Ever since I parted my ways with Audeze LCD-4 I craved for that soul-ripping midrange performance, I always felt Audeze headphones have among the best midrange, that with the right music just grabs your attention and puts you into nirvana.

ERA-1 is very much like that, sans the excessive creaminess and forwardness, Audeze headphones are having.

The midrange is not in your face, much more spread around the listener but with the same seductive character, the best planar-magnetic headphones are having.

When it comes to midrange density, ERA-1 has more than enough meat to the bone, not as heavy-weight as Audeze’s. Acoustic music will always have a natural flow and the texture of said musical instrument can be felt. Violins and guitars will not sound plasticky or fake, but always believable and natural.

If you expect me to say the treble is where ERA-1 sucks, I will (again) disappoint you.

That is because ERA-1 have among the clearest, purest and unaltered treble response, without being overdone or subdued.

When I just received them, they were just a tad hot in the treble area and the slam was not as crazy good as it was after about 50 hours of burn-in.

In general, with planar-magnetic headphones, I observed much smaller changes after burn-in compared to dynamic headphones. However, ERA-1 is slightly different, they will sound at their best after a few hours of playtime, after about 50 hours the difference became much smaller.

Treble hotness is luckily completely gone but the treble cleanness remained.

Now, in my opinion, the treble area is very different compared to other planar-magnetic headphones I tried in the past as it is much clearer, very extended to the subsonic levels without being harsh and sibilant.

For the record, ERA-1 is not as hot as Sennheiser HD800 or Beyerdynamic T1 and is not having the nasty 6-8 kHz peak that made me sell the other two.

Due to lightning-fast transient response cymbals and double drums sounded clear and outlined, with just the right amount of zing and vibration. The transition from the upper midrange to lower treble is done in a smooth fashion with just a small drop in the upper midrange.

ERA-1 is not tiring in the long run and can be listened to long hours. I can’t call ERA-1 smooth sounding, it is more an abomination as it sounds aggressive and smooth at the same time, quite unique, really.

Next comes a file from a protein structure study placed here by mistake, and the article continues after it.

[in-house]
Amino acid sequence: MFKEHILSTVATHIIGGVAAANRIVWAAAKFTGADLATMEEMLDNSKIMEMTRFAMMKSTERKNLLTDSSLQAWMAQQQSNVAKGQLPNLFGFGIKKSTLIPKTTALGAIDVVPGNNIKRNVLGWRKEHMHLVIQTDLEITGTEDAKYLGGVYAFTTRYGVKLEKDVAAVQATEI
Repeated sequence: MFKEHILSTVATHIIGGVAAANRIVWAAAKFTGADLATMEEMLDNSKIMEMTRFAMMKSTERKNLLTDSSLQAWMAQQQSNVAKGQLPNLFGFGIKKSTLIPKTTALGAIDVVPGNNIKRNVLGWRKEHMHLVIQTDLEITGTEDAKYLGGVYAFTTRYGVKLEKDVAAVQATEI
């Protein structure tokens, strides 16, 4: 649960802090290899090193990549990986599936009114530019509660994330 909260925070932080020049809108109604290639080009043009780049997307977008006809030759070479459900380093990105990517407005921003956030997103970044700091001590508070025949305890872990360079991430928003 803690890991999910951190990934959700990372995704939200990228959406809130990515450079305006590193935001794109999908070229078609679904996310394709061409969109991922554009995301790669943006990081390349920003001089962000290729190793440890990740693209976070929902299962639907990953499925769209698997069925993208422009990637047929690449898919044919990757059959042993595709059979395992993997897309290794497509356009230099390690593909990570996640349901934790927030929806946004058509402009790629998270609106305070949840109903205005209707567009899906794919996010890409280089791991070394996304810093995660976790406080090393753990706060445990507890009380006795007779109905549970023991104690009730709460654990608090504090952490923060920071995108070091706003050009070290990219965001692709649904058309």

4. Power requirements

Quad states that ERA-1 has a sensitivity of 94 dB per one mW of power, it also has a nominal impedance of just 20 Ω, for a planar-magnetic headphone this is very unusual.

All my former planars needed gobs of power and most of the time you would end up being very limited by portable solutions. ERA-1 is very different in this regard.

Even an ordinary portable digital audio player (DAP for short) can drive them, of course for good speed and control a more powerful one will be needed, especially the ones that provide a balanced connection that will sound best with ERA-1.

Even my tiny FiiO M6 worked better than I anticipated with them. I think Audeze, HifiMan and JPS Labs should learn a trick or two from Quad, I wish all planars would be this easy to drive. Most of my former planar-magnetics didn’t work that well with hybrid or all-tube headphone amps. ERA-1 is (again!) different as the xDuoo TA-10 worked really well with them and didn’t turn them into the garbage. However, if transient response and slam is your thing, I do recommend a 100% solid-state all-discrete headphone amp for the best results.


5. Comparisons

I have a loaner Audeze LCD-2 (original ones) that I compared to Quads, so here we go:


Audeze LCD-2 OG (1000 USD) vs Quad ERA-1 (800 USD)

In terms of aesthetics and build quality Audezes win big time. Wood + metal + leather, mini XLR headphone jacks, sturdiest carry case, you just cannot go wrong with them.

Now, in terms of sound quality, LCD-2 has the same depth and maybe soundstage. However, LCD-2 sounds much dirtier and transparency is thrown out of the window. I am listening to good or badly mastered music doesn’t matter much, as it will always sound meaty, heavy-weight, slow and a bit dirty.